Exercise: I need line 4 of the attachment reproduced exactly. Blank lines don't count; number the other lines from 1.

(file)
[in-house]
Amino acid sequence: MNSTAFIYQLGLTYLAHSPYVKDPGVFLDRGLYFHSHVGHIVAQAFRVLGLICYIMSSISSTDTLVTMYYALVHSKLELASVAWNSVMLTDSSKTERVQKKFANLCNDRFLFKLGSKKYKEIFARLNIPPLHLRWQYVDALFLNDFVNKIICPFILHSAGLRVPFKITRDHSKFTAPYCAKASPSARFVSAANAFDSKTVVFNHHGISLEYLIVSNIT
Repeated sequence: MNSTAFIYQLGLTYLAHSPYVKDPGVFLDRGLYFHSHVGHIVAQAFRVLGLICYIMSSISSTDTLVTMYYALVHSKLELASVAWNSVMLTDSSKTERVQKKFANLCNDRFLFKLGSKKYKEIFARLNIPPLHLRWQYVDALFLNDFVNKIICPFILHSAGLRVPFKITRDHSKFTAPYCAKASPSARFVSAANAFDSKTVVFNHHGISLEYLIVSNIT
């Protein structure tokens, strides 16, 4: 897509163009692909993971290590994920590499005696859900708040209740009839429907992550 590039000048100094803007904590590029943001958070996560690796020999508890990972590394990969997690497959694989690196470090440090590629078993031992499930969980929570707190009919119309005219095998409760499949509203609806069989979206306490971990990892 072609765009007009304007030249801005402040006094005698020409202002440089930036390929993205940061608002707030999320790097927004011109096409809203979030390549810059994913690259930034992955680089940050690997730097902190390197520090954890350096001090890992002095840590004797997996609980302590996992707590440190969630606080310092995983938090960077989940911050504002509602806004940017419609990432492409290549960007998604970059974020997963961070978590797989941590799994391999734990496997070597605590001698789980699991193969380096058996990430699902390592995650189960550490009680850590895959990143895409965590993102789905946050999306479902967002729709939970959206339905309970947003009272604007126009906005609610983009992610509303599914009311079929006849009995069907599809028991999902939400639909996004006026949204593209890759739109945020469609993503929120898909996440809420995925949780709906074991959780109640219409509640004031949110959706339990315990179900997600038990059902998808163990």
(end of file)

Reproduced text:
């Protein structure tokens, strides 16, 4: 897509163009692909993971290590994920590499005696859900708040209740009839429907992550 590039000048100094803007904590590029943001958070996560690796020999508890990972590394990969997690497959694989690196470090440090590629078993031992499930969980929570707190009919119309005219095998409760499949509203609806069989979206306490971990990892 072609765009007009304007030249801005402040006094005698020409202002440089930036390929993205940061608002707030999320790097927004011109096409809203979030390549810059994913690259930034992955680089940050690997730097902190390197520090954890350096001090890992002095840590004797997996609980302590996992707590440190969630606080310092995983938090960077989940911050504002509602806004940017419609990432492409290549960007998604970059974020997963961070978590797989941590799994391999734990496997070597605590001698789980699991193969380096058996990430699902390592995650189960550490009680850590895959990143895409965590993102789905946050999306479902967002729709939970959206339905309970947003009272604007126009906005609610983009992610509303599914009311079929006849009995069907599809028991999902939400639909996004006026949204593209890759739109945020469609993503929120898909996440809420995925949780709906074991959780109640219409509640004031949110959706339990315990179900997600038990059902998808163990």